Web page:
Neuroscientists at the Seattle Allen Institute and other research institutions have completed a five-year, multi-million dollar project to release a high-resolution 3D map showing 200,000 brain clumps in mice The connection between the cells is about one grain of sand.
Data collection now Open onlineAs part of development Machine intelligence from the cortex network Program, or MICrONS for short. MICrONS was funded in 2016 US$100 million in federal grants Allen Institute and its partners Intelligence Advanced Research Project Activities, The US intelligence community is equivalent to the Pentagon’s DARPA think tank.
MICrONS aims to clear the way for reverse engineering of brain structure to help computer scientists develop machine learning systems that are more like humans, but the database may also benefit biomedical researchers.
“We basically treat the brain circuit as a computer. We asked three questions: What does it do? How is it wired? What program?” R . Clay Reid said at a press conference today. “Experiments are conducted to literally observe the activity of neurons and observe their calculations.”
The newly released data set contains 120,000 neurons and approximately 80,000 other types of brain cells, all of which are contained in 1 cubic millimeter of the visual neocortex of the mouse brain. In addition to mapping cells in physical space, the data set also tracks functional connections involving more than 523 million synapses.
Researchers from the Allen Institute participated in the project along with colleagues from Princeton University, Baylor College of Medicine, and other institutions.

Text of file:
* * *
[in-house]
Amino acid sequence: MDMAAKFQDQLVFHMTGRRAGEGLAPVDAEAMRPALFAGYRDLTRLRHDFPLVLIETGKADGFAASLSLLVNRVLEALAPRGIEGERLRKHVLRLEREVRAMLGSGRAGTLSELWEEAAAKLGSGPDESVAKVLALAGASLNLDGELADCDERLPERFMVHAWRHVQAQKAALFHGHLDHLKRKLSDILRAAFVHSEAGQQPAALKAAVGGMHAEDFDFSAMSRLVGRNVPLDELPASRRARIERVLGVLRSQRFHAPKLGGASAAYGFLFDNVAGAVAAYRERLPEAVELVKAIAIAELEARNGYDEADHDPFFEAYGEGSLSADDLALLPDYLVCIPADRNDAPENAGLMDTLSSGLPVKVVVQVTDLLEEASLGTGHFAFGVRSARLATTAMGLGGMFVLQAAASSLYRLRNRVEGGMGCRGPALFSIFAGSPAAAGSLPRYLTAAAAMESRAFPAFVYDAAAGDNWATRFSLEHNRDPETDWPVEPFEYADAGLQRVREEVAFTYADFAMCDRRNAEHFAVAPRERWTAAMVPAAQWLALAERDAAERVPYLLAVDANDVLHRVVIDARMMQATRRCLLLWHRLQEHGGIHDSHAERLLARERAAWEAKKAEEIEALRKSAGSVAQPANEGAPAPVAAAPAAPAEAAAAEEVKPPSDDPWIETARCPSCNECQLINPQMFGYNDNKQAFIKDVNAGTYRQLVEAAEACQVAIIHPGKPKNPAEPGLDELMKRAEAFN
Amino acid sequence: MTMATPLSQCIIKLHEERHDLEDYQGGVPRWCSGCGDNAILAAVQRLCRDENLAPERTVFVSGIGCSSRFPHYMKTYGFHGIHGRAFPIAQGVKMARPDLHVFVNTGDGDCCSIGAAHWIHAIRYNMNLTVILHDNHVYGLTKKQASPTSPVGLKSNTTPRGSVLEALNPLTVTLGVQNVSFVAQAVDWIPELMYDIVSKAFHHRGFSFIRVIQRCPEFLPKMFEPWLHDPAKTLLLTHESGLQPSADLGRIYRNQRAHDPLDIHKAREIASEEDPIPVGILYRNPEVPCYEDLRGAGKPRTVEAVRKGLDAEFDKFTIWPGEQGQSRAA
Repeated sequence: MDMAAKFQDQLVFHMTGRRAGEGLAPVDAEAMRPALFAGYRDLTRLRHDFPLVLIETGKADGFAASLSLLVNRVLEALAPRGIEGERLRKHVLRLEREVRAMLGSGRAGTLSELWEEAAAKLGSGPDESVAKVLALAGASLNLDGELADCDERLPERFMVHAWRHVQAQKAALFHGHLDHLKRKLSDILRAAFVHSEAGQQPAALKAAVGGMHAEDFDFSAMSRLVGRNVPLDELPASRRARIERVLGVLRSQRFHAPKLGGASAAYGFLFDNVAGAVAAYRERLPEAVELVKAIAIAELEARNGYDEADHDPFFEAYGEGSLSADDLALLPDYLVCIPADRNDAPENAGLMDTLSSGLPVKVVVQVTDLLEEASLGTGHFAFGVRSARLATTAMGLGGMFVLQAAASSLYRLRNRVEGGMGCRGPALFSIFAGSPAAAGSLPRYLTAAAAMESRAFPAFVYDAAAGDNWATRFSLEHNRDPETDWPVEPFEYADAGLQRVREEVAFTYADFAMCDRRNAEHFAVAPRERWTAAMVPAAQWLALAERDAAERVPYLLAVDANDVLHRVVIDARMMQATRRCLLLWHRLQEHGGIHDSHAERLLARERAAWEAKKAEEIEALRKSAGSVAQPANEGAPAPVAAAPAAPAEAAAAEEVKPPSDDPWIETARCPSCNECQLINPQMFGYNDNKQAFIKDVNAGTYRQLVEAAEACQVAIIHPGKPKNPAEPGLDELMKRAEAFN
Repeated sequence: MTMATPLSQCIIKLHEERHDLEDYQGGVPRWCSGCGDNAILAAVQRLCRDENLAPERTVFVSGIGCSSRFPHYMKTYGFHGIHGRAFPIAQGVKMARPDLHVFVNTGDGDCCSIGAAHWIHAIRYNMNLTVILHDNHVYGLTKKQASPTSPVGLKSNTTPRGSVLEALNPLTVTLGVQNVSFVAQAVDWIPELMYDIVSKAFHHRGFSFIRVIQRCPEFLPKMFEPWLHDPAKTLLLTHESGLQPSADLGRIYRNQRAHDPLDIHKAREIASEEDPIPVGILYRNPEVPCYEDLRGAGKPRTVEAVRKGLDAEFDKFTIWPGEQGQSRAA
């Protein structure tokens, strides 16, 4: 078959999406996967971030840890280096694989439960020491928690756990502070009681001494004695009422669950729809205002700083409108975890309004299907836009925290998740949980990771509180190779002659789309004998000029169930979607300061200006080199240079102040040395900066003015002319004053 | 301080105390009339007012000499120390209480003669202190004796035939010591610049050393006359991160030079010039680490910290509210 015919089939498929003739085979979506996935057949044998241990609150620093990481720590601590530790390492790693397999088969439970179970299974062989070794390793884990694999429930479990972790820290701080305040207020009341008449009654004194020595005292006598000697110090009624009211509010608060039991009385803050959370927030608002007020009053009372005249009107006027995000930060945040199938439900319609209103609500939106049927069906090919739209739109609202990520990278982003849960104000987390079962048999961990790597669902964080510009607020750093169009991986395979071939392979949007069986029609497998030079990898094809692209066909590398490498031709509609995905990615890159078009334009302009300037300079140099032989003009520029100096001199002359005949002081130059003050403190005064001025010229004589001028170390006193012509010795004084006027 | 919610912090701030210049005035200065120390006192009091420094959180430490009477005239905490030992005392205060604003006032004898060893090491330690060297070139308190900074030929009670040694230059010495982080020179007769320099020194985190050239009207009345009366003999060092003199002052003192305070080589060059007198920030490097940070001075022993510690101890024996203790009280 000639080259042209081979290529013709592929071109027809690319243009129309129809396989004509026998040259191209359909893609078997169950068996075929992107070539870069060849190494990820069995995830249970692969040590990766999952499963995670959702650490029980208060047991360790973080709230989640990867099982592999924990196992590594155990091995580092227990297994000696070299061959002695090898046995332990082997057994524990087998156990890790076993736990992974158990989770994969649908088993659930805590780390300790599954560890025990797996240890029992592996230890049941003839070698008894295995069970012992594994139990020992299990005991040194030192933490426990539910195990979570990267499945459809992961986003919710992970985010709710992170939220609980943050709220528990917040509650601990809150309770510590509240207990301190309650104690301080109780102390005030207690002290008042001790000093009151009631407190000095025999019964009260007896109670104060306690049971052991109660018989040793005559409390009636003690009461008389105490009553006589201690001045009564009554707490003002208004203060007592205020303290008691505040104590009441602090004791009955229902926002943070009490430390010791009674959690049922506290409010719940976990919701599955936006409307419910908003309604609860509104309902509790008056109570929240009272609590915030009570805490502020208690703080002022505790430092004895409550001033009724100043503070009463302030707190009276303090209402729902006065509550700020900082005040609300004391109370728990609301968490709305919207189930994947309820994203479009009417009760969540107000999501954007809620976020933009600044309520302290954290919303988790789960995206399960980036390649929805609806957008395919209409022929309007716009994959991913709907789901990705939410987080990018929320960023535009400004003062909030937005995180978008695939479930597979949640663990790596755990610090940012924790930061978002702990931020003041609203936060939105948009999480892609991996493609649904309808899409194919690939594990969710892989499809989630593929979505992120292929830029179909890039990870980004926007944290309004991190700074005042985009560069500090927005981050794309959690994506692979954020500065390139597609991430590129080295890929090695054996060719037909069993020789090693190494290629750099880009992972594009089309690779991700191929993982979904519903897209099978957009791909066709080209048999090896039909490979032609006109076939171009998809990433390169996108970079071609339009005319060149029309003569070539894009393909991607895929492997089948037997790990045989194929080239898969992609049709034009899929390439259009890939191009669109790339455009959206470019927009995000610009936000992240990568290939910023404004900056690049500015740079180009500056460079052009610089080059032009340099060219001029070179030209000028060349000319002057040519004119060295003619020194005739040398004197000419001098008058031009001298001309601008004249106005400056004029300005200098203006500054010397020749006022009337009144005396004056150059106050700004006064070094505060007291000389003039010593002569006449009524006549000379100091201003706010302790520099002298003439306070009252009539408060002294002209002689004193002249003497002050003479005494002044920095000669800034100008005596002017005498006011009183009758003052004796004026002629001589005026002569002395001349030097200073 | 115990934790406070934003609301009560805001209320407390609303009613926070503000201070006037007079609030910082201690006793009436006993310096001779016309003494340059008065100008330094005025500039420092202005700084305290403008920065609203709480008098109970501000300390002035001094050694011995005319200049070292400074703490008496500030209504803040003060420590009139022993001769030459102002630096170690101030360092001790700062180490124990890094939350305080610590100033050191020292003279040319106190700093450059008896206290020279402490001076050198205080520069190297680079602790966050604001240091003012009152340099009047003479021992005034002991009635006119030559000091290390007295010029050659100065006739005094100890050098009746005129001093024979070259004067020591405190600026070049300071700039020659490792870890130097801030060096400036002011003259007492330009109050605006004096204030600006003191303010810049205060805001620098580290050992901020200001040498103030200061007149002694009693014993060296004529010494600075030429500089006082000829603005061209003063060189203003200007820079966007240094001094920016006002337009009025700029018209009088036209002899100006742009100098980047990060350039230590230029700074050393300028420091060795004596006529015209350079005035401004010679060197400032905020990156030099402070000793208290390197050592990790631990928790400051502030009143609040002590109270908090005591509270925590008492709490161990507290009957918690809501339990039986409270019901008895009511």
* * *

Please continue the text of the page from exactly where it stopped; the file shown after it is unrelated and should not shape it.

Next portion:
Baylor’s team captured the neural activity patterns of rats when they watched images of natural scenes or movies. After these experiments, the Allen Institute team saved target samples of brain tissue, sliced them into more than 27,000 slices, and used electron microscopes to capture 150 million images of these slices.
The Princeton team then used machine learning techniques to convert these images into high-resolution maps of each cell and its internal components.
“The reconstruction we demonstrated today allows us to see the elements of neural circuits: brain cells and lines, which can draw connections between cells along the lines,” Reid said. “The last step is to explain the network. At this point we might be able to say that we can read the brain’s programs.”
The resulting insights can help computer scientists design better hardware for artificial intelligence applications. They can also help medical researchers find treatments for brain diseases that involve changes in cortical wiring.
H. Sebastian Seung, professor of neuroscience and computer science at Princeton, said: “Our five-year mission has an ambitious goal, which many people think is unattainable.” “Today, we have an amazing new mammalian cortex. The reward for the landscape. As we transition to a new stage of discovery, we are building a community of researchers to use data in new ways.”
The dataset is hosted online Brain Observatory storage service and databaseOr BossDB, through which Amazon Web Services is accessing it for free on the cloud Open Data Sponsorship Program. Google contributes storage and computing engine support through Google Cloud, database utilization Nerve scanner, An open source visualization tool developed by Google Research.
MICrONS’ emphasis on open access is consistent with the principles advocated by Microsoft co-founder Paul Allen when he put it forward. Founded the Allen Institute in 2003The Allen Institute for Brain Science is the oldest and largest department of the institute. Since Allen’s death in 2018, it has focused more on the study of neural circuits and brain cell types.